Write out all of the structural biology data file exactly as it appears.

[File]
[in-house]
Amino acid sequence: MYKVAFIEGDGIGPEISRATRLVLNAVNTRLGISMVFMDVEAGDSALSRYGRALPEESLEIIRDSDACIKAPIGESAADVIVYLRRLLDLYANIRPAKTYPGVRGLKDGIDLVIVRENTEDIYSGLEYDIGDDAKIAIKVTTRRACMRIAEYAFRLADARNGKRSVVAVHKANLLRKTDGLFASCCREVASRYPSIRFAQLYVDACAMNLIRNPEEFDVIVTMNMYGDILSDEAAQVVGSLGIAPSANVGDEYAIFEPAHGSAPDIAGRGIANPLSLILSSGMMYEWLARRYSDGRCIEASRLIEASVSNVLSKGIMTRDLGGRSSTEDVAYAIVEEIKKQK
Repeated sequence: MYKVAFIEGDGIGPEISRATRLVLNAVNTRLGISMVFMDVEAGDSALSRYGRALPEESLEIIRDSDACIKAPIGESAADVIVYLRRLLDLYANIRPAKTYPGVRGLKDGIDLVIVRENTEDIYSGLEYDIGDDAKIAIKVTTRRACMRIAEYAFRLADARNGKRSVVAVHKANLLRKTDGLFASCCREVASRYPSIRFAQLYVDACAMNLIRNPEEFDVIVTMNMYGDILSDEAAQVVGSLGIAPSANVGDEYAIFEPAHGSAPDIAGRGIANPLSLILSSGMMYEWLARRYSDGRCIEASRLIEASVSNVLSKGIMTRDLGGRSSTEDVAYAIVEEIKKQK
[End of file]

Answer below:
[in-house]
Amino acid sequence: MYKVAFIEGDGIGPEISRATRLVLNAVNTRLGISMVFMDVEAGDSALSRYGRALPEESLEIIRDSDACIKAPIGESAADVIVYLRRLLDLYANIRPAKTYPGVRGLKDGIDLVIVRENTEDIYSGLEYDIGDDAKIAIKVTTRRACMRIAEYAFRLADARNGKRSVVAVHKANLLRKTDGLFASCCREVASRYPSIRFAQLYVDACAMNLIRNPEEFDVIVTMNMYGDILSDEAAQVVGSLGIAPSANVGDEYAIFEPAHGSAPDIAGRGIANPLSLILSSGMMYEWLARRYSDGRCIEASRLIEASVSNVLSKGIMTRDLGGRSSTEDVAYAIVEEIKKQK
Repeated sequence: MYKVAFIEGDGIGPEISRATRLVLNAVNTRLGISMVFMDVEAGDSALSRYGRALPEESLEIIRDSDACIKAPIGESAADVIVYLRRLLDLYANIRPAKTYPGVRGLKDGIDLVIVRENTEDIYSGLEYDIGDDAKIAIKVTTRRACMRIAEYAFRLADARNGKRSVVAVHKANLLRKTDGLFASCCREVASRYPSIRFAQLYVDACAMNLIRNPEEFDVIVTMNMYGDILSDEAAQVVGSLGIAPSANVGDEYAIFEPAHGSAPDIAGRGIANPLSLILSSGMMYEWLARRYSDGRCIEASRLIEASVSNVLSKGIMTRDLGGRSSTEDVAYAIVEEIKKQK